The Armenian population in the empire before the war was about 2.1 million. But how to categorize the events is a prickly issue for today’s Turkey. Armenian National Institute. Armenian Genocide denial. Armenian Genocide denial refers to the denial of the genocide against (already systematically discriminated) Armenians committed by the Ottoman Empire under the rule of the Young Turks from 1915 to 1918.
Turkey denies that the Ottomans were responsible for the killing of one million Armenians during World War I, arguing that: The death toll has been inflated; Ethnic violence killed Turks as well; Deportations and death marches were simply "temporarily relocation" of Armenians for "security reasons" (ie. the pesky Armenians were being overtly "rebellious," "hostile," or pro-Russian); and The Ottoman leadership didn't intend to exterminate the Armenians, so it can't be called a "genocide.
"  World War I and aftermath Nope, not a genocide! US academics join rush to deny Turkish massacre of Armenians - World - News - The Independent. Thanks to the diligent work of the Turkish embassy in Washington, a group of passive US congressmen and pro-Turkish academics at several leading American universities, the century's first holocaust - in which 1.5 million Armenians were slaughtered - is being transformed, against all the evidence to the contrary, into a mere side-effect of the First World War rather than a deliberate act of race persecution.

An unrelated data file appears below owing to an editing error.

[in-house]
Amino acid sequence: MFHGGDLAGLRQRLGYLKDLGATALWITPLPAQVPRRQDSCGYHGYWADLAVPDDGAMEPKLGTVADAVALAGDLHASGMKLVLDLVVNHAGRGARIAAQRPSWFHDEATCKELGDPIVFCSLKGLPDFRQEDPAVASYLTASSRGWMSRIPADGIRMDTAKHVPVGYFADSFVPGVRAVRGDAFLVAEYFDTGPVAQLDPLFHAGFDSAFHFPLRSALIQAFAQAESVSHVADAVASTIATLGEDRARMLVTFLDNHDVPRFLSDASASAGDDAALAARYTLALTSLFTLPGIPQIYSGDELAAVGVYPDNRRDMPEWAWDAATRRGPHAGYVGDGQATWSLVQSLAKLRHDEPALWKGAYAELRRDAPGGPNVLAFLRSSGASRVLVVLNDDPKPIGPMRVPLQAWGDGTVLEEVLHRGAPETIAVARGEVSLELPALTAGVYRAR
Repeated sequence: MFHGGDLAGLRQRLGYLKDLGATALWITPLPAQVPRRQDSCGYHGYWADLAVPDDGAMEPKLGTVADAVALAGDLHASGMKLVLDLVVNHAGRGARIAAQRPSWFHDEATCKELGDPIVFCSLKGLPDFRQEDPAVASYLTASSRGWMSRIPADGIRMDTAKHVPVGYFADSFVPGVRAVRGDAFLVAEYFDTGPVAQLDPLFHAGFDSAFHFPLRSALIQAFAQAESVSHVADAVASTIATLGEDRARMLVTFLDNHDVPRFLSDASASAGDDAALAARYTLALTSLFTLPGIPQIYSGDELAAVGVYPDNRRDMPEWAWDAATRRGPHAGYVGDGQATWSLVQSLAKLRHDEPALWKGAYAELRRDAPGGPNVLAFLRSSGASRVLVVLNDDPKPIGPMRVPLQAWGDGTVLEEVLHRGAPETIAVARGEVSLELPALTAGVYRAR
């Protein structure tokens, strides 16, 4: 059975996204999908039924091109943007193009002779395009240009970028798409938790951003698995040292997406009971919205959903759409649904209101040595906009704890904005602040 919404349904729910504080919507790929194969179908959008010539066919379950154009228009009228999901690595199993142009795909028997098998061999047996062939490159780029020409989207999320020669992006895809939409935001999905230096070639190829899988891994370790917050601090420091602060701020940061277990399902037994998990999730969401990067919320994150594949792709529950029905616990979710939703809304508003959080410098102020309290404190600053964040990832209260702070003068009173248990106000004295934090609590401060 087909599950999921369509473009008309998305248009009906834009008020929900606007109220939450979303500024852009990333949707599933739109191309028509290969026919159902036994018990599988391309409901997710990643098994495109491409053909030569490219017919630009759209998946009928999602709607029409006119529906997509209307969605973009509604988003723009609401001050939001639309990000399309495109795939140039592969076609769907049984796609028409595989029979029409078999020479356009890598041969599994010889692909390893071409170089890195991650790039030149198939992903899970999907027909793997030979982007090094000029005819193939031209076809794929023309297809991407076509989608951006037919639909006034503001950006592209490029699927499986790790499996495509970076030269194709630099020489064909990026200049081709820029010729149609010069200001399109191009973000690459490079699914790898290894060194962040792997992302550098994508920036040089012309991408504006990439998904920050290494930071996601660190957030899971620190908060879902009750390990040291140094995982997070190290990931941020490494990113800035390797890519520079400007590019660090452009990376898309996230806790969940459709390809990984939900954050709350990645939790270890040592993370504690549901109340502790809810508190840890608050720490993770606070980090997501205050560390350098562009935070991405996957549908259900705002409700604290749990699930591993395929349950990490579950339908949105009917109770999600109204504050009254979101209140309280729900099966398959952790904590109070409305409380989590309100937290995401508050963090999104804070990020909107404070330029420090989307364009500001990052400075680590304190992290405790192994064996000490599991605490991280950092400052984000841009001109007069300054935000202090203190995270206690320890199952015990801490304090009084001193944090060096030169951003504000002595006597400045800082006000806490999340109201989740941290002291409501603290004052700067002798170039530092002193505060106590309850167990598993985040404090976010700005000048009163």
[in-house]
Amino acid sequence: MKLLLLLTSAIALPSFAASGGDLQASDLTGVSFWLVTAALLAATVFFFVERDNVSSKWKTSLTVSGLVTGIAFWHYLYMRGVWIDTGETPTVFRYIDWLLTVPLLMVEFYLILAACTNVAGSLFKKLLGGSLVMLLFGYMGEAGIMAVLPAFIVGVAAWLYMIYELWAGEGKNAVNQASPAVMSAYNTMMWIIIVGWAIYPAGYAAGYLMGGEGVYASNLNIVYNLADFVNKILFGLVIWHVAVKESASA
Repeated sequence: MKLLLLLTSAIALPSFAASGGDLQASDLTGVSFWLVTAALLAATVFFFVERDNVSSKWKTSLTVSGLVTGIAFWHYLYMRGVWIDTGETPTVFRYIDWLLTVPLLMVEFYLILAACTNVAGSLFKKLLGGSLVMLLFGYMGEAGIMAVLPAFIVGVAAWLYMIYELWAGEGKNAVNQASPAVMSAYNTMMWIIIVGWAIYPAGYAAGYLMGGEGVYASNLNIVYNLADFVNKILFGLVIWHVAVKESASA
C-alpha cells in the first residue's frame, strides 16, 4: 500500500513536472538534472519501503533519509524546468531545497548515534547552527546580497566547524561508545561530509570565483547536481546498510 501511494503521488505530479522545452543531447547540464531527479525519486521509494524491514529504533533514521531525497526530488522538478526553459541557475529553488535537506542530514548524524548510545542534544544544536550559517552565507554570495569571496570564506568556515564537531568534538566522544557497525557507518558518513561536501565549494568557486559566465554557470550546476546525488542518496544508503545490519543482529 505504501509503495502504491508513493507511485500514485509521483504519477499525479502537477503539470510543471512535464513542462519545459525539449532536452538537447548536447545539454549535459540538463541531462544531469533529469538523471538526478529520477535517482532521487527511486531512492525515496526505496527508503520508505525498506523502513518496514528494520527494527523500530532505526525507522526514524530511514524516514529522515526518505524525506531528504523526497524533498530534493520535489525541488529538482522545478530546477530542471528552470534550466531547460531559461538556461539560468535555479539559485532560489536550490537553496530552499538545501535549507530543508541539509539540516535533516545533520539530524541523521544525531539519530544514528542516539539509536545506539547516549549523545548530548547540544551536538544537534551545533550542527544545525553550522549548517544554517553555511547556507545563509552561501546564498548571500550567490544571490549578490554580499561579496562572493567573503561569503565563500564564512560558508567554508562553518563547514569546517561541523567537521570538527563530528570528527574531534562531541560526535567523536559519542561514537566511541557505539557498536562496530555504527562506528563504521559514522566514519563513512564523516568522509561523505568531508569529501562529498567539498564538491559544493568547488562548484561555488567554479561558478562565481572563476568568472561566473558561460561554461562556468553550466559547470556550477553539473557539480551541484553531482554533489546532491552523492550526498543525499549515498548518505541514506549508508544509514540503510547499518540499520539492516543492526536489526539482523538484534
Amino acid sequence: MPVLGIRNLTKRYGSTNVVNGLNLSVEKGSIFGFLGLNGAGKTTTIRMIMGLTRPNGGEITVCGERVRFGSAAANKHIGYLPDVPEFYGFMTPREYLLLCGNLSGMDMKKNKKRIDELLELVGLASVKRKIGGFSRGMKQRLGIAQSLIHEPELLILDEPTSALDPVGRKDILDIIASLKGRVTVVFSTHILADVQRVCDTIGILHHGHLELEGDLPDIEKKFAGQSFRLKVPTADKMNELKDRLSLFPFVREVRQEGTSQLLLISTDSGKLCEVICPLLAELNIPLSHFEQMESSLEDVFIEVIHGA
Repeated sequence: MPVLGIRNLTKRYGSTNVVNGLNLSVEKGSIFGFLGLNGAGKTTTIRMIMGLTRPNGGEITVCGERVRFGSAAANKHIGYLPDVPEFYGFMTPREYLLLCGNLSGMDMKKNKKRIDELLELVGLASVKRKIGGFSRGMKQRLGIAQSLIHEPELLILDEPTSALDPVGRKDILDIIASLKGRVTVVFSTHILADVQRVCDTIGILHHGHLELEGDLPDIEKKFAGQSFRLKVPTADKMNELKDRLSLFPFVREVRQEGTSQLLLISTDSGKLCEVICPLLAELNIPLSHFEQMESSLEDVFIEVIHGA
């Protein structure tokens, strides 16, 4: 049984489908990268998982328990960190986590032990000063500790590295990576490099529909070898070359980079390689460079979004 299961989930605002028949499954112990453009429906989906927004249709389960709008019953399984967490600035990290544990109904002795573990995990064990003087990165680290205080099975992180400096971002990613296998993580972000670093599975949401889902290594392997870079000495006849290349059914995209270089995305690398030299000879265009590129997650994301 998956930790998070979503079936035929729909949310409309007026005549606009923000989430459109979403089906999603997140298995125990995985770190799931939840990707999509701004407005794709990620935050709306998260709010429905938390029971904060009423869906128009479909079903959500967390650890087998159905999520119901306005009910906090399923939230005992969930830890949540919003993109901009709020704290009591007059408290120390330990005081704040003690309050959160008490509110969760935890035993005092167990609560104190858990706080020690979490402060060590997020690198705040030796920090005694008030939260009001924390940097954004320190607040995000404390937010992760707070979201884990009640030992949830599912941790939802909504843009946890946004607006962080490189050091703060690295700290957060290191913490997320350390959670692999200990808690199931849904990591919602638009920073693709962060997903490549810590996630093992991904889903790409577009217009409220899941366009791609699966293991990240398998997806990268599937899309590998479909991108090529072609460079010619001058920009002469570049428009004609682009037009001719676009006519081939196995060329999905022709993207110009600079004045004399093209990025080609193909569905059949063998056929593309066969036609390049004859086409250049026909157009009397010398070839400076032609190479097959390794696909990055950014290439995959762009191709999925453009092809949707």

Barely an hour after The Independent had telephoned an American public relations company which is bidding to work for the Turkish government,documents was delivered to my Washington hotel, all of them purporting to prove that the Ottoman Turks never set out to slaughter 1.5 million Armenians in 1915. Many suggested that the tens of thousands of Armenian women and children sent on death marches into what is now Syria during the First World War were the tragic victims of civil war unrest rather than the victims of deliberate annihilation.
Armenian Genocide denial. The denial of the Armenian Genocide is the assertion that the Armenian Genocide did not occur in the manner or to the extent described by scholarship.
Denial of the Armenian Genocide may be either forbidden or enforced in some countries. The Armenian Genocide is widely acknowledged by genocide scholars to have been one of the first modern, systematic genocides, as many sources point to the sheer scale of the death toll as evidence for a systematic, organized plan to eliminate the Armenians. Turkey Will Continue to Deny an Armenian Genocide. Historical evidence indicates that during World War I, Ottoman leaders — specifically Mehmet Talat, Ismail Enver and Ahmet Cemal, the Young Turk triumvirate — decided to eliminate Anatolia’s Armenians.
On April 24, 1915, the day before Britain and France attacked at Gallipoli, some 250 Armenian notables in Istanbul were arrested, packed into trains and sent to join the hundreds of thousands of other Armenians soon to be massacred or driven out to their deaths in the Syrian desert. Children were kidnapped. Property was seized. The Burning Tigris The Armenian Genocide and America's Response. Fires of Hatred Ethnic Cleansing in Twentieth-Century Europe.
The Armenian Journey - A Story Of An Armenian Genocide.